(This article originally delivered as a speech.)
They say he could have been the greatest of all time.
Barry Sanders was great.
As Dick Vermeil, former coach of the St. Louis Rams, said, “We use that word—great—too lightly. Many come close to great, but not many truly are.”
Barry Sanders was great.
Barry racked up accomplishment after accomplishment, record after record and yard after beautifully gained yard. Then, one day, he just walked away from the sport forever.
His legacy, in the eyes of many, forever tainted by the few things that overshadowed his wondrous talent on the field—such as his lack of a Super Bowl ring.
This morning I want to pay tribute to a man whose career was astonishingly spectacular, unquestionably awesome—and yet disastrously short-lived.
Today I pay tribute to Barry Sanders.
Drafted as the third pick overall in the 1989 draft by the Detroit Lions—having just come off a Heisman-winning season at Oklahoma State—Barry Sanders' impact was felt immediately.
The Lions nearly passed on Sanders that year, thinking about the possibility of acquiring a different Sanders, one with the first name Deion. But head coach Wayne Fontes wanted Barry—be it as it was that he was undersized and not nearly strong enough to be a running back.
All doubters were soon silenced, though, as Barry ran for his first professional touchdown on just his fourth carry. Barry finished that season as Rookie of the Year.
Over the next few seasons that Barry spent in the league playing for the Lions, the accolades were ceaseless.
Barry was the NFL’s leading rusher in four of his 10 seasons and the only running back to ever have four consecutive 1,500-yard seasons.
Adding to his rushing totals were his receiving yards, equally as impressive, with 352 career receptions for 2,921 yards and 10 receiving touchdowns as a professional.
Barry was a first-team Pro Bowl selection in all 10 seasons he played; Randall McDaniel holds the record with 12 consecutive appearances.
Over Barry’s career, including college, he averaged over five yards per carry, which is astonishing, as he also holds the record for most carries for negative yardage.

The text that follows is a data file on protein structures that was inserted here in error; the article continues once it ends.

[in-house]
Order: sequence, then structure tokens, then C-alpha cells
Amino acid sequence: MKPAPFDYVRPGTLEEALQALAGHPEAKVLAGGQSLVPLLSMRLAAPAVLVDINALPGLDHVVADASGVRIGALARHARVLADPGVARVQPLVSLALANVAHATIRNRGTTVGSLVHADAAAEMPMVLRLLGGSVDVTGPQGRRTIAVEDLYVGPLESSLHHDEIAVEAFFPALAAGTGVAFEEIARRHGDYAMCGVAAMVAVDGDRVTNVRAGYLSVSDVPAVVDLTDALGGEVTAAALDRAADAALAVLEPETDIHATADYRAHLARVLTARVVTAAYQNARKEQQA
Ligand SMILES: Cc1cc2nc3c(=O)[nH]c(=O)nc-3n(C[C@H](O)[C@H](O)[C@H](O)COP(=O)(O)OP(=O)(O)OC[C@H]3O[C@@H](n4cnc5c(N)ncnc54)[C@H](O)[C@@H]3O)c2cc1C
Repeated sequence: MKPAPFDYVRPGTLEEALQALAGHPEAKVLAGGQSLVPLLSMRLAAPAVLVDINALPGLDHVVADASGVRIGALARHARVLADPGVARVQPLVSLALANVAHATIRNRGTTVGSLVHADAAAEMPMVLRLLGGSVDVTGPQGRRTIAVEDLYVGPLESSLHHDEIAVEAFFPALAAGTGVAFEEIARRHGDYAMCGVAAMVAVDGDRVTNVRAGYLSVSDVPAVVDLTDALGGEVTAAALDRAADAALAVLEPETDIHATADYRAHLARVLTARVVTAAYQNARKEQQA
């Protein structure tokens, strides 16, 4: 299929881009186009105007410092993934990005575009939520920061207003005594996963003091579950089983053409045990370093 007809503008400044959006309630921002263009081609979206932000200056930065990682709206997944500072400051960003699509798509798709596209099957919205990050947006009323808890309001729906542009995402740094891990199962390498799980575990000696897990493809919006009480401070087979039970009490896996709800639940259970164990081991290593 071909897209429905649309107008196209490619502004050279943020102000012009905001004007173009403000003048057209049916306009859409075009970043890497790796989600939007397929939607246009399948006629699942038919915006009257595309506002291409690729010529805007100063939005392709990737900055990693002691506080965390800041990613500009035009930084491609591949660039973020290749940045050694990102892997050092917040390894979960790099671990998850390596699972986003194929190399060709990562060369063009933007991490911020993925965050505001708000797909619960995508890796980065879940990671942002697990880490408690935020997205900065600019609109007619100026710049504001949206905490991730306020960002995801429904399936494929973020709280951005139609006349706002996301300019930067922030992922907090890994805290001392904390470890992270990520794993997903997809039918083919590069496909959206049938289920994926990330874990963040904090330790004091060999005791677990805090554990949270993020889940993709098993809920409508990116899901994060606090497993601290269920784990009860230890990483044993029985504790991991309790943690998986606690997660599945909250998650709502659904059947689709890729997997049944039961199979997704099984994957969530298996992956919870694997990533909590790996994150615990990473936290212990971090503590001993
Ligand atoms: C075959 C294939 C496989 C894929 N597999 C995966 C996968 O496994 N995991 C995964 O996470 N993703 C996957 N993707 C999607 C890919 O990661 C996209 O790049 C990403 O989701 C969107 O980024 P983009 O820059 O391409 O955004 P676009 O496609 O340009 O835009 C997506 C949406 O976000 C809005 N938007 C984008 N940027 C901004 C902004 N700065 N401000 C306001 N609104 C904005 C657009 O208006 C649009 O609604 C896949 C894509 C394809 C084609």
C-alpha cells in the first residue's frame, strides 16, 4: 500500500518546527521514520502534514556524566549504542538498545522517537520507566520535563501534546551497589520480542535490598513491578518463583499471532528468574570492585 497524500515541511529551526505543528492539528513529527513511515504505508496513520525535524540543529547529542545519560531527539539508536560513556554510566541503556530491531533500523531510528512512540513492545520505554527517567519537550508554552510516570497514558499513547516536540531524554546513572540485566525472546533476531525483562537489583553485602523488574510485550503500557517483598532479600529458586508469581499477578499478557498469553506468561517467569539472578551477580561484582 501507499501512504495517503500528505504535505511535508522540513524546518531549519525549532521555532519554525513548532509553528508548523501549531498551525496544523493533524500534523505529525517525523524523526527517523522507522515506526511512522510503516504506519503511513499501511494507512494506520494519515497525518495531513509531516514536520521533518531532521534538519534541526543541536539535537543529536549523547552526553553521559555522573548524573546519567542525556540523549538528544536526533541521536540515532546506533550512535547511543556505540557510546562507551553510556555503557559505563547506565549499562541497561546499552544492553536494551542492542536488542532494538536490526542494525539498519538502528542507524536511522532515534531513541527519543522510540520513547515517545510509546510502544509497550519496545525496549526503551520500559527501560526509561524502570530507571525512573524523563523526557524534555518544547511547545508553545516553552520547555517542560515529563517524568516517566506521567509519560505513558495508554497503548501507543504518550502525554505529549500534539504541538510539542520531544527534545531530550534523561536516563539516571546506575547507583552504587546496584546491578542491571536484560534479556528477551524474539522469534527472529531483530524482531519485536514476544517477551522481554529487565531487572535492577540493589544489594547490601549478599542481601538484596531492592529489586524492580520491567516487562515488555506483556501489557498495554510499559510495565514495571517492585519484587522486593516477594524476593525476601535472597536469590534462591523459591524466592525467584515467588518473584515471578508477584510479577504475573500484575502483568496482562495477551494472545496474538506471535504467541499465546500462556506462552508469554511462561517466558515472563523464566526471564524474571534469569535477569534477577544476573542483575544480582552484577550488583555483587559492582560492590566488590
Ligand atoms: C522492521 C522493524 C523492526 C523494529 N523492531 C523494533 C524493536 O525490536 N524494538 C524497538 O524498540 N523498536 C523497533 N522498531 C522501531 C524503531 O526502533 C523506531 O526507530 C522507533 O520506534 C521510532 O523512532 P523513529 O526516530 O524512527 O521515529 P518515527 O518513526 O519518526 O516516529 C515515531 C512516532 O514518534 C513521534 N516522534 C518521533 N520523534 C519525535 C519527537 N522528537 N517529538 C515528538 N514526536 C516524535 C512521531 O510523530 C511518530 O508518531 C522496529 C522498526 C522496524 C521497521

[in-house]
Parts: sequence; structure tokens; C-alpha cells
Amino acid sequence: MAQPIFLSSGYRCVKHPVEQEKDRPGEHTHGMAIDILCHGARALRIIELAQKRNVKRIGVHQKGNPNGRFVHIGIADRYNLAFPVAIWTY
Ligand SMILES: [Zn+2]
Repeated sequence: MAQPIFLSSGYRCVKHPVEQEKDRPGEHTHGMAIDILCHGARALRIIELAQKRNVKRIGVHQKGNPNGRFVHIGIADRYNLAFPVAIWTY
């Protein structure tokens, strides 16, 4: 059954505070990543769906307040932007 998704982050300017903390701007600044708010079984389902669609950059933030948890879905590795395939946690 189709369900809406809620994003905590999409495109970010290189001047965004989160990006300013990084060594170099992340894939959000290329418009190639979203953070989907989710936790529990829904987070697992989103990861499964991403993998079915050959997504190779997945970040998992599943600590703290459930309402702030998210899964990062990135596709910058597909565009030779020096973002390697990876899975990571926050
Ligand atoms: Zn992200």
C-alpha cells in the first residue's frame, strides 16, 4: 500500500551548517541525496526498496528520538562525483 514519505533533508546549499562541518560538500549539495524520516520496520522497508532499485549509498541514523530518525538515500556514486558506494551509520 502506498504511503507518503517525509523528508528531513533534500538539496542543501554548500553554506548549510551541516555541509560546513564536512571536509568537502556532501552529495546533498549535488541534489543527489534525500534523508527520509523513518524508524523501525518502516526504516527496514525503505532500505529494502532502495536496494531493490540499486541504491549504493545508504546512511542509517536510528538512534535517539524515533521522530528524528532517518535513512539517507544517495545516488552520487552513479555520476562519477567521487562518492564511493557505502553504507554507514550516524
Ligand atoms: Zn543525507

In 1997, Barry rushed for over 100 yards in 14 consecutive games, a record he shattered and still holds today.
Numbers can speak volumes about what a person does in their lifetime, no matter what they do; but when it comes to Barry Sanders, you can’t sum up what he did on the field with numbers on a sheet of paper.
You cannot capture his grace with statistics, or his finesse with figures.
You can’t encapsulate his elusiveness with charts or columns.
Numbers are ambiguous and can be misinterpreted when you don’t include the context of the plays he made on the field.
When it came to Barry’s on-field production, you had to see it.
You had to watch replay after replay when cameramen would search feverishly through a mass of bodies hurling through their frame, only to find that flash of Honolulu Blue and silver break away seconds later, tearing arms and hands away from him as he churned and fought down the field.
John Teerlinck, the Minnesota Vikings defensive line coach in 1994, said that the only way they could figure out how to simulate his abilities during their practices was to have the defensive linemen chase chickens around the field.
That is what he did to opposing defenses.
What Barry did with a football was different than anything the world had seen before.
He didn’t hit holes—he created them.
He didn’t run through defenses—he went around them.
And just when you thought you had him, suddenly, he was gone.
That same statement—suddenly gone—can be used to describe the way Barry’s career ended as well.
After a record-setting season in 1997 and a 1998 year that put him within arm’s length of the all-time rushing record, held at the time by Walter Payton, Barry said, "No more."
He retired, walking away from football forever at the age of 30.
For the longest time, when asked about this decision, he declined to comment.
But when the silence was finally broken, Barry told the world that it was his frustration with the losing mentality in Detroit and years of being the single, one and only weapon for an entire team had robbed him of his competitive spirit and love for the game.
He did not have it in him, in his words, to continue to play only for the record.
Some call it selfish; others say it's ridiculous—to walk away when you still have so much in the tank.
I think it is admirable.
I think it is selfless.
I think it is what makes Barry Sanders the greatest of all time.
And so today I pay him tribute.
His numbers were astounding.
His play was impressive, and his humility was unmatched.
No one ever has, or ever will, play the game of football the way Barry Sanders did.
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